Kio Rahi provided a great end to the week. We entered two mixed teams this year and gave it our best shot. Kio Rahi is a very strategic and cognitive game and we have to practice a bit harder for next year. However, there were some players in both teams who stood out.  I commend all the players who took part.

This year marks the first year in a long time in which we entered all the codes. All students who took part need to be commended for their efforts. They represented the school with pride and behaved well throughout the week. For some students it was their first Areas and for some students it was their last Areas. I hope they can take away some positive memories from their experiences.  A great vote of thank you to all parents and caregivers who helped with the transport of students to and fro every day.  A huge mihi to all the staff who helped to prepare the students for each of their sport codes. A special thanks to Whaea Harriet who refereed Netball and to Frank for coaching and transporting the Rugby boys.  A special acknowledgement goes to Grace Everitt for travelling with us every day and helping with the driving of the school van. Last but not least I would like to thank Whaea Debra Brown for making herself available whenever the need arose. Without the help of whanau, staff and students, the success of this year’s Areas would not have been possible.  Congratulations to the following students who were selected to attend the Northland Area School Sports Tournament in Christchurch held in the first week of the holidays.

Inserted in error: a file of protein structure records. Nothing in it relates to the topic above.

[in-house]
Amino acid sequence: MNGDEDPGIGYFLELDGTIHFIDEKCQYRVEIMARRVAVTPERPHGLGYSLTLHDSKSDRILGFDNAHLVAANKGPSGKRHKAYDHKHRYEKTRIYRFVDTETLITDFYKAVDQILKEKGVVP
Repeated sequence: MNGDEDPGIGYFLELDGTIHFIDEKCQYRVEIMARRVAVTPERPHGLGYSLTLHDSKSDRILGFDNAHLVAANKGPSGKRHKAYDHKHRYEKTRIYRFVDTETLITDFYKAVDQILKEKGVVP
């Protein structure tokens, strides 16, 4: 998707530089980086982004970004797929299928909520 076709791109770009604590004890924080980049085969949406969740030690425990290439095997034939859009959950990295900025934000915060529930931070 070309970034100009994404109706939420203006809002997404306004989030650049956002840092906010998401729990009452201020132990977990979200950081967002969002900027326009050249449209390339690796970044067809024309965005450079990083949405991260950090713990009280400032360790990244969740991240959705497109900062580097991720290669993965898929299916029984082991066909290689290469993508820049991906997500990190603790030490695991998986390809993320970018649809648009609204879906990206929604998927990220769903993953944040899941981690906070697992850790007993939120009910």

Wiremu Emery (Kiorahi/ Rugby); Daniel Haturini (Volleyball/ Kiorahi); Logan Williams (Volleyball/ Kiorahi); Arianna Adams (Volleyball)

Sharon Edmonds-Chapman (Volleyball) and Karlo Torres Buck- (Basketball)


Big mihi to Ngatai and Kazius who participated in the Kaitaia Basketball Winter League every Friday night. Their team the Celtics have won all their games so far. Well done boys! Their skills base sessions on Tuesdays are also proving to be an essential part of their performance so we would like to thank Matua Manuera Riwai and his daughter Freda Riwai for their awesome work. As a Year 13 student Harmony Gundry has been alongside these boys since the beginning and she has volunteered her time to awhi and support our boys with their basketball. She has taken on the role as assistant manager and is always encouraging the boys to do their best. She demonstrates great leadership skills and has a heart of gold when it comes to things that she is passionate about. Na reira, e ko koia kei a koe nga pukenga mo enei momo mahi whakahirahira.

Nga mihi nui, Whaea Rewa

General School-wide Notices

A proud moment for our whanau from Pawarenga – Te Uri o Tai  and Sean Herbert

The school would like to congratulate ex-student Sean Herbert on his achievement in entering into the New Zealand Police Force. We wish him well on his new career pathway. Ka mau te wehi Sean.